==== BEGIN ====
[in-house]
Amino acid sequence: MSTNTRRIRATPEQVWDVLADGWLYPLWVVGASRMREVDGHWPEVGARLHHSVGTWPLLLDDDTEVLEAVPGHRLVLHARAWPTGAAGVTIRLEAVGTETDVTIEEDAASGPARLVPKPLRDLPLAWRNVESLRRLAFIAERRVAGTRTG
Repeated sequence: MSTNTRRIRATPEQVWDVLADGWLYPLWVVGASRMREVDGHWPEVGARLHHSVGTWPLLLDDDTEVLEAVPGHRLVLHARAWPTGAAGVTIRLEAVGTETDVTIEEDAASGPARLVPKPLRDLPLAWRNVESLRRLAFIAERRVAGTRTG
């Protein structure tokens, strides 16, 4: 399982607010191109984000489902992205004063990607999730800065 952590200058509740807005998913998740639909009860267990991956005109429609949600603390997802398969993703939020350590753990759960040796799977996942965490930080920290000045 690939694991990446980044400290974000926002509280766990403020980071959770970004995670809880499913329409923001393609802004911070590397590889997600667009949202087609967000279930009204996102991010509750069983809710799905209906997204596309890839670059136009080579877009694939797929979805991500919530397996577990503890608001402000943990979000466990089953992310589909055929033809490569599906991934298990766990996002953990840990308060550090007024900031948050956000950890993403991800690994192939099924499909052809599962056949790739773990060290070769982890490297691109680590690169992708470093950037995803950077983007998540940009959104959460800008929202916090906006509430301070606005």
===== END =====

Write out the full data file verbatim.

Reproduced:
[in-house]
Amino acid sequence: MSTNTRRIRATPEQVWDVLADGWLYPLWVVGASRMREVDGHWPEVGARLHHSVGTWPLLLDDDTEVLEAVPGHRLVLHARAWPTGAAGVTIRLEAVGTETDVTIEEDAASGPARLVPKPLRDLPLAWRNVESLRRLAFIAERRVAGTRTG
Repeated sequence: MSTNTRRIRATPEQVWDVLADGWLYPLWVVGASRMREVDGHWPEVGARLHHSVGTWPLLLDDDTEVLEAVPGHRLVLHARAWPTGAAGVTIRLEAVGTETDVTIEEDAASGPARLVPKPLRDLPLAWRNVESLRRLAFIAERRVAGTRTG
């Protein structure tokens, strides 16, 4: 399982607010191109984000489902992205004063990607999730800065 952590200058509740807005998913998740639909009860267990991956005109429609949600603390997802398969993703939020350590753990759960040796799977996942965490930080920290000045 690939694991990446980044400290974000926002509280766990403020980071959770970004995670809880499913329409923001393609802004911070590397590889997600667009949202087609967000279930009204996102991010509750069983809710799905209906997204596309890839670059136009080579877009694939797929979805991500919530397996577990503890608001402000943990979000466990089953992310589909055929033809490569599906991934298990766990996002953990840990308060550090007024900031948050956000950890993403991800690994192939099924499909052809599962056949790739773990060290070769982890490297691109680590690169992708470093950037995803950077983007998540940009959104959460800008929202916090906006509430301070606005």